Development Guide

How to modify this site (beyond adding new simulations)

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The following guide is an overview on how to update the site for each particular element. Each page on this site is given by a combination of markdown files, .yaml files, and Jupyter notebooks. These files are converted to HTML using Jekyll, a static web page generator. The site is tested on Travis CI using HTMLProofer, which automatically checks the site for errors. The .travis.yml file contains everything required to build the site. Note that if the instructions below and the .travis.yml are not synced then the build outlined in the travis.yml should be used. The main site is hosted on, which provides the build.log for the Jekyll build.

Different aspects of this site can be edited using Google Forms, GitHub, or on your local machine. The list below gives which method should be used for various types of changes. Many of these tasks require that you have an account on GitHub.

Update directly on GitHub

Update on your local machine

Detailed instructions for each of aspects of the site are given in the following sections.

Update Directly on GitHub

Several common tasks can be accomplished on GitHub by editing files in-place. Doing so will automatically fork the repository to your GitHub account and submit a pull request to update the master GitHub repository with your content.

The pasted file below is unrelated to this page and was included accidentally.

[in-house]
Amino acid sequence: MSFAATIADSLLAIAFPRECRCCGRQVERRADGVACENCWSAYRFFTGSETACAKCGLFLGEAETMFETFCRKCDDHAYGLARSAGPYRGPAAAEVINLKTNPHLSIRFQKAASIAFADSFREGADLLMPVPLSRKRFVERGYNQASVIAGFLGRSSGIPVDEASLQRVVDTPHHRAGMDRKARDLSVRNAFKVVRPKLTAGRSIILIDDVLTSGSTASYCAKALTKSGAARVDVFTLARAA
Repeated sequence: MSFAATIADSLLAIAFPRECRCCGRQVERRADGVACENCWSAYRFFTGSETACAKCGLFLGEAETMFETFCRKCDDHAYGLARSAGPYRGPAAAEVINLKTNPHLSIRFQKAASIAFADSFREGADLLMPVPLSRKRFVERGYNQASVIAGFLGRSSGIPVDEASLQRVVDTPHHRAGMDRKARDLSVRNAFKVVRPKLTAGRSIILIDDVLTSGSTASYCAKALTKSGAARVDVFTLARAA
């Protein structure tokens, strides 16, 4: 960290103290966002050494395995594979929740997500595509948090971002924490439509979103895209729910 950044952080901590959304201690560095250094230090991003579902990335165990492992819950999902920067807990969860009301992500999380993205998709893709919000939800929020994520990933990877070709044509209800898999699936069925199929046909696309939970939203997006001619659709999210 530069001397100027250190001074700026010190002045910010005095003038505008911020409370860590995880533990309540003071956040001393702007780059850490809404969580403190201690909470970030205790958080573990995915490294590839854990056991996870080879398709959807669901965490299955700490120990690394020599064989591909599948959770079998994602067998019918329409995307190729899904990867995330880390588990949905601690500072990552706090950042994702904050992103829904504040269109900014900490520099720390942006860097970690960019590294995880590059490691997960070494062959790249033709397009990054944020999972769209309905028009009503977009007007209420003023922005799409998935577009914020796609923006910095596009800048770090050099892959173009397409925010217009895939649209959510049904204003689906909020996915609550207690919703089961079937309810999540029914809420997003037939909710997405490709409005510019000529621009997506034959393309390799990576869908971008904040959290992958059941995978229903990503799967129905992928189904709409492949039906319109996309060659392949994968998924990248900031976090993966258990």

Update the Community Page

To add a new entry to the communtiy page edit the community.yaml file. The following fields need to be included for each entry.

- name: Your name
  text: A biographical sketch
  email: Your email
  home: Link to your home page
  github_id: Your Github ID
  twitter: Your Twitter handle
  avatar: Link to your image

Please also add other social media links beyond GitHub and Twitter that you’d like to include as well.

Add a New Phase Field Code

To add a new phase field code to the list of codes on the front page, follow the submission instructions on the main site. Jekyll will automatically rebuild the site after codes.yaml is edited.

Add a New Workshop

To add a new workshop edit the workshop.yaml file. The following fields need to be included for each entry.

- name: "Phase Field Methods Workshop I"
  date: "Jan 9-10, 2015"
  number: 1
  description: >-
    Workshop held at Northwestern University to discuss code
    collaboration in phase field modelling.
    - name: contact organizer
      type: email
      href: " Phase Field Methods Workshop"
    - name: Download PDF
      type: file_download
      href: "/pfhub/docs/CHiMaD_PhaseFieldWorkshop.pdf"

For each of the icon_links, the type field must correspond to a Materialize icon.

Add a New Page

To add a new page create the page as a Markdown file directly on GitHub. For example, click “Create new file” on GitHub called and add the contents

layout: basic

# My Phase Field Page

Something about phase field ...

Submit a pull request on GitHub and this page will appear under .../pfhub/my-page after the pull-request is merged.

Update on Your Local Machine

Some tasks involve adding new files or rebuilding existing ones. These are best done on your local machine, on a clone of your fork of the master GitHub repository. You are encouraged to serve as local version of the site for testing before pushing your commitsand issuing a pull request.